Food: Too Good To Waste

We are closing out National Nutrition Month and remember this year’s theme is “Fuel for the Future” eating with sustainability in mind. People are often thinking about the way foods are produced as a means of eating sustainably. While this is important, I want to challenge that thought and think about how much food we throw away. Is that sustainable? I mentioned in my last article that Americans throw away billions of pounds of food each year. Let me remind you that this is only the food we as consumers are throwing away, not what is wasted during harvest, processing and left on the shelves of local grocery stores.

In 2010 the EPA estimates that 218.9 pounds of food per person were wasted, 219 pounds of food in the trash. This equates to 1.3 billion tons of food being thrown in our landfills, which is about a third of the food produced for consumption, costing about $161 billion. To bring this down to a household level, a family of 4 throws away an average of $1600 of food annually. That is two months’ worth of grocery bills in my house and with inflation where it is, I can’t afford to waste food or money. So, what can we do about the food waste?

Plan meals before shopping. If you know what and how much you are going to eat for the week, that prevents food from rotting in the fridge. Also take inventory of what you already have. Lots of times you don’t need to buy every ingredient for a dish because you already have it on hand or you can adjust the recipe to accommodate for ingredients you’ve already have. Don’t forget to take inventory of the trash. If you threw it away, it means that you and your family don’t eat it.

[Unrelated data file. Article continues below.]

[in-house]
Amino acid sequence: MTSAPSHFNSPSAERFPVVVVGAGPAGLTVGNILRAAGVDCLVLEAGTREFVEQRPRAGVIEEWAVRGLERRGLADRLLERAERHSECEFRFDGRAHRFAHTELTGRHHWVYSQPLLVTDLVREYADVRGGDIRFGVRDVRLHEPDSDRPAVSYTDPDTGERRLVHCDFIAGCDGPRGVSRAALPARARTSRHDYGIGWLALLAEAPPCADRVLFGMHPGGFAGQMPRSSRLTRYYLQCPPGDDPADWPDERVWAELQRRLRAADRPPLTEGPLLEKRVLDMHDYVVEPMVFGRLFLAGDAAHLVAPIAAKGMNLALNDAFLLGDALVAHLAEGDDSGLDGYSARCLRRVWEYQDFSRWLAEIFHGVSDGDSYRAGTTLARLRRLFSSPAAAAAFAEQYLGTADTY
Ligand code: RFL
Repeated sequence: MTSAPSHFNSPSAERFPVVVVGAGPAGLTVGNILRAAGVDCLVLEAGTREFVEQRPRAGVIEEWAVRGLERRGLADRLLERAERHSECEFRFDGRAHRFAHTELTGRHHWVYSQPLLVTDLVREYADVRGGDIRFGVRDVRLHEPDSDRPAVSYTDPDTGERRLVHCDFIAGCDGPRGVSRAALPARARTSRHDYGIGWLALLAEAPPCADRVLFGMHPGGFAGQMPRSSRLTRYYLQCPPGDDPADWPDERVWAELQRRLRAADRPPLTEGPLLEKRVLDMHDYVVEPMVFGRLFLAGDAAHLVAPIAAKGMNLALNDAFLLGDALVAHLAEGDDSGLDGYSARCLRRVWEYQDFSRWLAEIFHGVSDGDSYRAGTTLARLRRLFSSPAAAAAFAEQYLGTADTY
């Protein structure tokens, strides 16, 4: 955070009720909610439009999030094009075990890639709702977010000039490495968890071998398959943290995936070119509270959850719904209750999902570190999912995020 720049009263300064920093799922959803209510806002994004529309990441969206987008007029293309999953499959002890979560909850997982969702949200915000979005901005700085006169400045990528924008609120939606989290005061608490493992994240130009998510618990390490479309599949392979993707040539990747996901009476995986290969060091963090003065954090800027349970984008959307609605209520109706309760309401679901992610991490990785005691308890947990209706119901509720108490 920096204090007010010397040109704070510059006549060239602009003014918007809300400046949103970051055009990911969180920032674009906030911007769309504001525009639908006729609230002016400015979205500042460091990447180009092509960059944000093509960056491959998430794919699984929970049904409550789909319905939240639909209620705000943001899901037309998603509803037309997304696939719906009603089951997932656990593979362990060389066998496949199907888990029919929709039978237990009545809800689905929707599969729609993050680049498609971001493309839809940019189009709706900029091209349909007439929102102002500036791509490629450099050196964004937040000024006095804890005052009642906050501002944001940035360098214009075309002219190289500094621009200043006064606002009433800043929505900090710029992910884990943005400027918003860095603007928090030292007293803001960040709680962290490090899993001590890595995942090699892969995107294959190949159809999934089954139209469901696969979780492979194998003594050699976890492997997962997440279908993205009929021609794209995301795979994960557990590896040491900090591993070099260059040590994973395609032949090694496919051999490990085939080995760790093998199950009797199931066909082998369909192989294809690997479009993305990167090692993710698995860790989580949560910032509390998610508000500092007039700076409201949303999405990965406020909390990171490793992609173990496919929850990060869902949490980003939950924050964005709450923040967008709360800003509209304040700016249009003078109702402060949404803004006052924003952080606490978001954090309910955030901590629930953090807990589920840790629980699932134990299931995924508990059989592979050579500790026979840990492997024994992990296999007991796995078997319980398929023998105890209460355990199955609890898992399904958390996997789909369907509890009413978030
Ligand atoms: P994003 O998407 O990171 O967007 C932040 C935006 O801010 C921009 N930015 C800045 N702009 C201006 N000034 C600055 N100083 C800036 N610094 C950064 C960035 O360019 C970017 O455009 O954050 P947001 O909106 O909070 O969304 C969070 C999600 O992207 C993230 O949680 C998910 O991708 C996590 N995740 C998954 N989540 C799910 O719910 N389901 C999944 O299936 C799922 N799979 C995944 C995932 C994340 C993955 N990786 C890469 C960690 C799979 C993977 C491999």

Eat leftovers. Choose to pack a lunch of leftovers for work. Using clear containers to store the leftovers can help, that way you can see what leftover are inside each container. Containers you can’t see through may cause the leftovers to get lost in the fridge.

Buy frozen. If you buy fresh food and have a problem with your food rotting before you get to it, try buying the frozen alternative. If you don’t think you can eat food before it goes bad, throw it in the freezer and save for a later time.

Keep food out of the trash. If you can’t eat it, compost it. Composting is a great way to improve soil health and to keep vegetable food scraps out of the trash.

Make a Broth. Make flavorful reduced sodium broths and stocks for future dishes. Instead of throwing away the questionable vegetables you didn’t get to in time, or the ends that were cut off when preparing them, throw them in the freezer to make vegetable broth. Once enough vegetables are collected throw them in a stock pot with water and seasonings and boil for about 2 hours. Strain the broth from the vegetable parts and fill freezer containers. If freezer space is a concern, meat and vegetable broths can be canned, but please follow USDA recipes as these broths will need to be pressure canned. Once you are finished with the vegetable scraps compost them.

In 2015 the USDA partnered with the EPA and set a goal to reduce our nation’s Food Waste by 50% by the year 2030. So what steps are you going to take to reduce your food waste?

Monica Nagele is the County Extension Director and educator of health and human science for the Montgomery County Purdue Extension.